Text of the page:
On April 9, 1865, Gen. Robert E. Lee surrendered to Gen. Ulysses S. Grant at Appomattox Court House in northern Virginia. After four years, the bloodiest conflict in American history had finally come to a close.
In Asheville, a mountain holding located some 300 miles south, the end of the Civil War marked the beginning of a spiritual journey.
Recognizing the need to provide emancipated slaves with a place of worship, several prominent members of Trinity Episcopal Church—including former slaveowners and Confederate officers Thomas Patton and James Martin—rallied to establish Asheville’s first Black congregation: The Freedmen’s Church.
Amid rampant political, economic and social unrest in Asheville and the South at large, the fellowship thrived. As Patton writes in his 1897 memoir, “each Sunday afternoon a crowd of Colored people were collected…how heartily the learners sang the chants….”
In 1870, the congregation developed the city’s first Black school, offering classes in religion and reading. Two years later, it was relocated from Trinity Episcopal Church to a 5-acre plot on Dundee Street.
Episcopal clergyman and educator Jarvis Buxton described the two-story structure thusly: “There is…a free Parochial School for colored children, in the basement of a building, finished at a cost of $1,350, obtained from at home and abroad. The upper room is a chapel for colored people, in which I hold service for them once during the week.”
In 1894, the church’s name was changed to St. Matthias Episcopal Church. Formerly enslaved brickmason James Vester Miller also began constructing the present-day chapel. According to Andrea Clark, Miller’s granddaughter, the Gothic Revival-style edifice was the very first church he built.
Today, the chapel serves as a cultural cornerstone of the East End/Valley Street neighborhood. Last year, it saw 1,000 visitors, most associated with Hood Huggers International’s walking and driving tours highlighting Asheville’s Black history. About 100, however, were exploring the James Vester Miller Historic Walking Trail, a self-guided tour of buildings crafted by the master builder.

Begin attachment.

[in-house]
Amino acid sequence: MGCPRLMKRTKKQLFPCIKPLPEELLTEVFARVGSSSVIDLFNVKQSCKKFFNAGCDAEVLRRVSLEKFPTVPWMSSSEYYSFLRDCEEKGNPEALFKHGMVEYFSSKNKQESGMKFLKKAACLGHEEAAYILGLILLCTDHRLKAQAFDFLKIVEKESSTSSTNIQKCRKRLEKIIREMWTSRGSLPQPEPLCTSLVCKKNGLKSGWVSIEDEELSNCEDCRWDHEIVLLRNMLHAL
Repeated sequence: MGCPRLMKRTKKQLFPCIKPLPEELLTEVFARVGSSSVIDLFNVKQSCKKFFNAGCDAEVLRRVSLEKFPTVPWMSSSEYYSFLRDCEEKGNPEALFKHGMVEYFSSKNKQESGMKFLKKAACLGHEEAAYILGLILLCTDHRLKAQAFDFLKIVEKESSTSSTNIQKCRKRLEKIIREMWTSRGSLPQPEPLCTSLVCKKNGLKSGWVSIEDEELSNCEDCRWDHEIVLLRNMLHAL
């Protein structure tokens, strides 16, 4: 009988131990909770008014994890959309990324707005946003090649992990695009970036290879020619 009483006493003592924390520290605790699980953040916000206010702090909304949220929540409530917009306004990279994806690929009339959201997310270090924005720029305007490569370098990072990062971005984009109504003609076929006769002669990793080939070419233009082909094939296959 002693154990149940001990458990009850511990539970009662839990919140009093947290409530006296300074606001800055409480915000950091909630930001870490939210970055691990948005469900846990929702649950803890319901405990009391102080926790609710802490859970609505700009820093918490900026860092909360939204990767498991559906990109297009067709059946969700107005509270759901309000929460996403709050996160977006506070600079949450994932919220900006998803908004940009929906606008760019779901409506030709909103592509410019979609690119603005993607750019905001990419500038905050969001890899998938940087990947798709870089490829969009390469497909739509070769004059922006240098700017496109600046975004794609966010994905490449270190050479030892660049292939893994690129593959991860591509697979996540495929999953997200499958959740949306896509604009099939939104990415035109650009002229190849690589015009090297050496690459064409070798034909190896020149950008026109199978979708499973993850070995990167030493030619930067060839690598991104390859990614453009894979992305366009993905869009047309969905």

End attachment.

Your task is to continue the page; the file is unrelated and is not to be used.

Church leaders expect these numbers to jump as the River Front Development Group finalizes work on the Black Cultural Heritage Trail. They also anticipate fellowship to expand. “The church is up to an average of 45 attendees at Sunday services,” says Laura McPherson, a member of the vestry.
Despite this growing interest, the legacy of St. Matthias is at risk. The chapel—which was placed on the National Register of Historic Places in 1979—is threatened by “moisture intrusion,” McPherson says. To save the chapel and parish house from ruin, a comprehensive drainage and grading project is needed.
Fortunately, the church received $20,000 from The Episcopal Foundation of WNC earlier this summer. The grant will cover the cost of site development and landscape plans that will inform future renovations.
St. Matthias has contracted with Asheville-based landscape architecture firm Sitework Studios. The project should be completed next year.
As McPherson notes, the “purpose of the grant is to support and grow St. Matthias as both an active church and an important heritage site in the greater community through…the next century.”
St. Matthias Episcopal Church is located at 1 Dundee Street, Asheville. To learn more, visit StMatthiasEpiscopal.com. Thanks to funding from a Tipping Point Grant, the church will be on view once a month as part of the James Vester Miller Historic Walking Trail. For dates, visit JamesVesterMiller.com.